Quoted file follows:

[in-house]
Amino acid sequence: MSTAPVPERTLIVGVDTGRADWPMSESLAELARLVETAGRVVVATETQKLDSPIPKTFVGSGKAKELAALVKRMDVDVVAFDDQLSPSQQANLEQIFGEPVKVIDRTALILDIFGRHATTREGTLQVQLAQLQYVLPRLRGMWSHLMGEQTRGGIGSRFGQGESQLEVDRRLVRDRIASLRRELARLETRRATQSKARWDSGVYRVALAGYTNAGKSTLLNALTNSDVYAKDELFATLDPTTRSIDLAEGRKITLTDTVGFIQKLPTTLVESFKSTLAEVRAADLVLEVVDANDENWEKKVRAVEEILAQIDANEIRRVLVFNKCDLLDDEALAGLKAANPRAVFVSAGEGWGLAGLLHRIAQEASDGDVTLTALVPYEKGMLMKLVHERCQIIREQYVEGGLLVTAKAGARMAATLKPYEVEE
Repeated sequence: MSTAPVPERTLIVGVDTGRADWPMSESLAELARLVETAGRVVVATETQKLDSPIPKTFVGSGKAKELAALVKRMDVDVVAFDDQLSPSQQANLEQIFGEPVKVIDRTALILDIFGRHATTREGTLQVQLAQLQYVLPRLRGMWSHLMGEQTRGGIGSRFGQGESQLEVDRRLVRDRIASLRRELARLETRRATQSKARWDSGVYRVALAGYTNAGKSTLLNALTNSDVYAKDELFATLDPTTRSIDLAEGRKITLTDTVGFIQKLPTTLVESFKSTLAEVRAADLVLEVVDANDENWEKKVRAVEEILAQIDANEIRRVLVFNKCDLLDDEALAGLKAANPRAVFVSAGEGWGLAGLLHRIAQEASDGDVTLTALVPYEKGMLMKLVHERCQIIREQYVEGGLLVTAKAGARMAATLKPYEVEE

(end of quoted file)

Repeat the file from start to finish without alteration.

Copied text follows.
[in-house]
Amino acid sequence: MSTAPVPERTLIVGVDTGRADWPMSESLAELARLVETAGRVVVATETQKLDSPIPKTFVGSGKAKELAALVKRMDVDVVAFDDQLSPSQQANLEQIFGEPVKVIDRTALILDIFGRHATTREGTLQVQLAQLQYVLPRLRGMWSHLMGEQTRGGIGSRFGQGESQLEVDRRLVRDRIASLRRELARLETRRATQSKARWDSGVYRVALAGYTNAGKSTLLNALTNSDVYAKDELFATLDPTTRSIDLAEGRKITLTDTVGFIQKLPTTLVESFKSTLAEVRAADLVLEVVDANDENWEKKVRAVEEILAQIDANEIRRVLVFNKCDLLDDEALAGLKAANPRAVFVSAGEGWGLAGLLHRIAQEASDGDVTLTALVPYEKGMLMKLVHERCQIIREQYVEGGLLVTAKAGARMAATLKPYEVEE
Repeated sequence: MSTAPVPERTLIVGVDTGRADWPMSESLAELARLVETAGRVVVATETQKLDSPIPKTFVGSGKAKELAALVKRMDVDVVAFDDQLSPSQQANLEQIFGEPVKVIDRTALILDIFGRHATTREGTLQVQLAQLQYVLPRLRGMWSHLMGEQTRGGIGSRFGQGESQLEVDRRLVRDRIASLRRELARLETRRATQSKARWDSGVYRVALAGYTNAGKSTLLNALTNSDVYAKDELFATLDPTTRSIDLAEGRKITLTDTVGFIQKLPTTLVESFKSTLAEVRAADLVLEVVDANDENWEKKVRAVEEILAQIDANEIRRVLVFNKCDLLDDEALAGLKAANPRAVFVSAGEGWGLAGLLHRIAQEASDGDVTLTALVPYEKGMLMKLVHERCQIIREQYVEGGLLVTAKAGARMAATLKPYEVEE